Assignment: Relman’s Claims

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Assignment: Relman’s Claims

Assignment: Relman’s Claims

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Answering Relman’s claims, Bromberg wrote that for-profit hospitals provided capital that funded a technology boom; that for-profit hospitals paid significant taxes that supported social programs at the local, state, and federal levels; and that for-profit hospi- tals competed with not-for-profit hospitals, which would be good for the community by reducing costs and improving quality. Bromberg also criticized some of the early research that seemed to support Relman’s claim. This research found that for-profit hospitals charge more per patient day; perform more ancillary tests per patient day; and “skim the cream,” meaning that for-profit hospitals serve only paying patients and provide only profitable services (Bromberg 1983).

This issue has been studied many times since the Relman–Bromberg discussion. In 1987, an article in the Harvard Business Review found that little difference existed between community benefit provided by hospitals in for-profit systems and those provided by hos- pitals in not-for-profit systems.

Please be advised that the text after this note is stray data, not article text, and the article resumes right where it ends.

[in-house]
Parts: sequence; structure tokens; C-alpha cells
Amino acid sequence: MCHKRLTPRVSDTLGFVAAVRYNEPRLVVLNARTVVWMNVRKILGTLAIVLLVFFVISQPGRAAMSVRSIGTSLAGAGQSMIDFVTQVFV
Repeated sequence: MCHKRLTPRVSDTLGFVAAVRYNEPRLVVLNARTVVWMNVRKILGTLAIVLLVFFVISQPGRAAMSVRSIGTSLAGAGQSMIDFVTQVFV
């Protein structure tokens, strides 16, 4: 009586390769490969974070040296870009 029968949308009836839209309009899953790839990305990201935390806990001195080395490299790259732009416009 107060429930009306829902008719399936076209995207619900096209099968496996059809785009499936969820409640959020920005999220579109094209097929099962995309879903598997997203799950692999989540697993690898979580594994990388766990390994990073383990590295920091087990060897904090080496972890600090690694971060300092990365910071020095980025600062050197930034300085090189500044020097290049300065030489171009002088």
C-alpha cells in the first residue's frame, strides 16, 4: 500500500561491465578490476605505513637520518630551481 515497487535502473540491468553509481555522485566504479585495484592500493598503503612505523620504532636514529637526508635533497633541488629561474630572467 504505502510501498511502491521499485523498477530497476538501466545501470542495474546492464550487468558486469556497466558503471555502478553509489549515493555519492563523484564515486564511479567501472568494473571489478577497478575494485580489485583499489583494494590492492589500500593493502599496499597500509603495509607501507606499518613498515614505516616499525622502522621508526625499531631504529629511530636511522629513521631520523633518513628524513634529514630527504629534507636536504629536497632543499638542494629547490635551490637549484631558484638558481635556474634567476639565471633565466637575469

Subsequent to the Herzlinger and Krasker study in 1987, Witek, Milligan, and Ryan (1993) reported that if taxes could be included in the definition of community benefit (local taxes are used for schools and roads), then for-profit hospitals might actually provide more community benefit than not-for-profit hospitals or county hospitals that receive direct tax support.

In mid-2004, Richard Scruggs, an attorney who had successfully won billions of dol- lars in class-action lawsuits against asbestos manufacturers and the tobacco industry, began to seek class-action status in 49 lawsuits accusing 370 not-for-profit hospitals of overcharging the uninsured and using aggressive collection methods against poor patients. The lawsuit against the Providence Health System, which operates several hospitals in Washington and Oregon, is representative. Citing the Providence mission to provide “universal access to health care, social justice and compassion for all members of our society” with “special concern for the poor and vulnerable,” Scruggs (2004) argued the following:

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